What Engine Came In The 1964 Ford Galaxie 500, And How Much Is One Worth Today?

The 1964 Ford Galaxie 500 makes a great restoration project whether you're planning to restore it to original specs or make it into an awesome lowrider. One aspect that makes them appealing as project cars is the $9,300 median sale prices for models in "Fair" condition so far in 2024, according to conceptcarz. While lower condition cars should cost less, it's important to match the car's needs with your budget, willingness, and ability to address them. Even Fair condition cars will take time and money to make them pristine, but at least all the parts should be there.

Other than the car's condition, the engine it came with (and hopefully still has), drives the overall value. In 1964, the Ford Galaxie 500 featured the 289-cubic-inch V8 engine as its standard power plant. Engine options for 1964 included a 223-cubic-inch inline-six, and V8s with displacements of 352-, 390-, and 427-cubic-inches. Of course, the most desirable engine option is the 7.0-liter 427 which achieved near legendary status when it took racing by storm a couple of years after the 1964 Galaxie 500's production run.

More about the engines powering the 1964 Ford Galaxie 500

The 1964 Galaxie 500's standard C-code 4.7-liter 289 V8 made 195 brake horsepower (BHP) with a 9.0:1 compression ratio and a Holley two-barrel carburetor. For comparison, the V-code 3.7-liter 223 inline-six made 138 BHP with 8.4:1 compression and a fuel-sipping single-barrel Holley carb that earned it the nickname, Mileage Maker.

Since fuel economy wasn't as critical in 1964 as it would be later on, engines with more horsepower were a popular option. One V8 option that retained the appearance of the base 289 engine was the A-code 225 BHP 289 with 9.8:1 compression and a Holley four-barrel carburetor.

The X-code 352-cubic-inch (5.8-liter) V8 delivered 250 BHP with its 9.3:1 compression ratio and four-barrel Holley carburetor. There were two 390 (6.4-liter) V8 versions available for the 1964 Galaxie 500. The first, a 300 BHP Z-code with 10.1:1 compression and a Holley four-barrel and the second P-code Police Special with 330 BHP, both delivered 427 lb-ft or torque.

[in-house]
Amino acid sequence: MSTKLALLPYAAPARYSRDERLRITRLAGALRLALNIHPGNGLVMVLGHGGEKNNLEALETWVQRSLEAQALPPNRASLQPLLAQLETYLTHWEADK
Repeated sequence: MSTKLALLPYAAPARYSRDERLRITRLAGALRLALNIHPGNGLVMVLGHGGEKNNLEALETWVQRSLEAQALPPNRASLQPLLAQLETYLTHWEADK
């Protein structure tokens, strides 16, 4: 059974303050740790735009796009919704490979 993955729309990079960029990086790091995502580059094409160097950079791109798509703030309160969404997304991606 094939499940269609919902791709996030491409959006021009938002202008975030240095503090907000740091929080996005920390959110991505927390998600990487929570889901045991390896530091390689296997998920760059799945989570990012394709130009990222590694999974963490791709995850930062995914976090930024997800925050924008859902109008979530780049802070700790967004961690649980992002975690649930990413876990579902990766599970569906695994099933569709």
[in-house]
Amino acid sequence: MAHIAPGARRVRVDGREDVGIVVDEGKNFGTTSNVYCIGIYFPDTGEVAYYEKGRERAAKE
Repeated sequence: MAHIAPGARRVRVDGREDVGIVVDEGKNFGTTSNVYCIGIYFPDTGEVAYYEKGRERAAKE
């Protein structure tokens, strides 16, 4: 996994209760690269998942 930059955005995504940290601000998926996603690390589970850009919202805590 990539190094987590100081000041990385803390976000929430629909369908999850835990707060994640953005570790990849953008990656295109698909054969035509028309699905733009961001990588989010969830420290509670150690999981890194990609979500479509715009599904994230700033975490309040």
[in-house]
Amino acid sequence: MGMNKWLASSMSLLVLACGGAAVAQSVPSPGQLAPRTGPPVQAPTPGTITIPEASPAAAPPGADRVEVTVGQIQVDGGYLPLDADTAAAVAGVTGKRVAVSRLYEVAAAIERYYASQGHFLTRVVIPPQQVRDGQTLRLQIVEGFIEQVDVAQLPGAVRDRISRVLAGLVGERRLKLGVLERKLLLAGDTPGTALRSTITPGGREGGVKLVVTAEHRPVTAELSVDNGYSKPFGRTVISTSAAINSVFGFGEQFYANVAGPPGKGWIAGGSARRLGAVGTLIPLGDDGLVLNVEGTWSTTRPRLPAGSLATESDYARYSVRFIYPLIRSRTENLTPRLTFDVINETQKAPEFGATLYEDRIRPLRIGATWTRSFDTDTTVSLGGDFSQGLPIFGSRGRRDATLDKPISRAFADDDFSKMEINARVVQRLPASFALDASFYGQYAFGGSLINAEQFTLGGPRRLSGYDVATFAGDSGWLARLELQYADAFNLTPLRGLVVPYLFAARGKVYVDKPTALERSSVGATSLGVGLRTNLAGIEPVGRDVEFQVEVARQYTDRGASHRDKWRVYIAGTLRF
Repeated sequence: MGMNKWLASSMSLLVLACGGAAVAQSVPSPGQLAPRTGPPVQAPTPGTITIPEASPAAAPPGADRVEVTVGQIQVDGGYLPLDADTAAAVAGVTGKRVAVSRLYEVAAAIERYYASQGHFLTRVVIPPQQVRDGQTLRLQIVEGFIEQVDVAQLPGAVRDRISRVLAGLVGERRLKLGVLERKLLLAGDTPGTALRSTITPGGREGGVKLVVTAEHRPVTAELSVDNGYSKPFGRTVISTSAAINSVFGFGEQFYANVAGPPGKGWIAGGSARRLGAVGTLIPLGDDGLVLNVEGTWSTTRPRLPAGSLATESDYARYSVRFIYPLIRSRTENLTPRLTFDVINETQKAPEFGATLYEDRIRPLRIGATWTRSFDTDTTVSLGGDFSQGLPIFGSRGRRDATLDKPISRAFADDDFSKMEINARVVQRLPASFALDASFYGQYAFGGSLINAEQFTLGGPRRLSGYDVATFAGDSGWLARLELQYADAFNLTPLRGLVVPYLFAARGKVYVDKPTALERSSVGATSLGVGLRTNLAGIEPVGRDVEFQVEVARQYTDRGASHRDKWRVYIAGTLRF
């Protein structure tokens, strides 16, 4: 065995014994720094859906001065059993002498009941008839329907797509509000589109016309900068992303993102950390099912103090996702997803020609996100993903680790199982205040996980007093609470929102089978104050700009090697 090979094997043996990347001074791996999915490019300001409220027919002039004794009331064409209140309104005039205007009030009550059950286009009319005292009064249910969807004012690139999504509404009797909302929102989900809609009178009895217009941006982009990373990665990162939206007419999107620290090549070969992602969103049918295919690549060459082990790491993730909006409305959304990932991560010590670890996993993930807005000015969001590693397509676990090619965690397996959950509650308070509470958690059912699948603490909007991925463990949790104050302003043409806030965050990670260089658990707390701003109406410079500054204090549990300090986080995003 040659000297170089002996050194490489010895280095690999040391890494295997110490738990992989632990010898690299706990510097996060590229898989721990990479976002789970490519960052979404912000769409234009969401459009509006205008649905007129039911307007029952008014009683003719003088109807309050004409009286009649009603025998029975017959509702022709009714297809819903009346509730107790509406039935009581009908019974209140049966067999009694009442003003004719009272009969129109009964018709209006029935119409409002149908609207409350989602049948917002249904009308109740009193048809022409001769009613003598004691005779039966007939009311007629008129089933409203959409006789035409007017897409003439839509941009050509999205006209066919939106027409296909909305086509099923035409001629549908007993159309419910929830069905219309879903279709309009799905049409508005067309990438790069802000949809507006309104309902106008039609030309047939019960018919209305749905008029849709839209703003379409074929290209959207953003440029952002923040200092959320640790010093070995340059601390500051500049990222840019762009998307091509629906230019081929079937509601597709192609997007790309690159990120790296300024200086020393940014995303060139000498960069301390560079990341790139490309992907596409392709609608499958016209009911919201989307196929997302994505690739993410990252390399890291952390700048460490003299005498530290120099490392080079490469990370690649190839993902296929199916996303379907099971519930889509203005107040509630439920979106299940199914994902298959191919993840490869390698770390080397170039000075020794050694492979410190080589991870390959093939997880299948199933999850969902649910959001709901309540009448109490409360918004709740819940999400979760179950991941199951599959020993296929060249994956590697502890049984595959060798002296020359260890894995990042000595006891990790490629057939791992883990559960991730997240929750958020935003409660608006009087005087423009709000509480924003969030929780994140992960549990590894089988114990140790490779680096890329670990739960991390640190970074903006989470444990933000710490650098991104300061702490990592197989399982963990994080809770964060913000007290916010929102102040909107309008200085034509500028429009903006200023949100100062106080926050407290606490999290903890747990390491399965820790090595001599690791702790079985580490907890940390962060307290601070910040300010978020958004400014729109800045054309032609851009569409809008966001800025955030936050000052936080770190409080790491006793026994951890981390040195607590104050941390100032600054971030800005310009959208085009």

Ford's 427 was available in two variants, identified as Q- and R-codes, for the 1964 Ford Galaxie 500. The Q-code 427, rated at 410 BHP, used a single four-barrel carburetor. The R-code version made 425 BHP thanks in large part to its dual four-barrel Holley carburetor setup and 11.5:1 compression ratio.

How much is a 1964 Ford Galaxie 500 worth today?

It's unlikely that most people choosing to restore a 1964 Ford Galaxie 500 are doing so with the sole intent on reselling it for a profit. However, knowing the car's potential value often makes investing the time and money required to bring it back to its original condition less painful.

Classic.com, a group of self-proclaimed "data geeks and car enthusiasts," currently has 12 1964 Ford Galaxie 500s listed for sale in the United States. These models range in asking price from $10,500 Blue over Blue 352 V8 with 76,372 miles to a Black over Black 1964 Galaxie 500 Police Interceptor powered by a P-code 390 V8 with 51,869 miles for $57,900.

Over the last three years Classic.com has recorded 66 sales of 1964 Galaxie 500s worth a total of $2.5 million. The least expensive sale for the period occurred on May 10, 2024 at Mecum Indy when an X-code model sold for $10,000. The highest selling 1964 Ford Galaxie 500 for the period was a convertible R-code model with a white exterior and burgundy interior. The five-year average price of 1964 Galaxie 500s is $35,642 while so far in 2024 prices have averaged $48,555 indicating a recent uptick in values.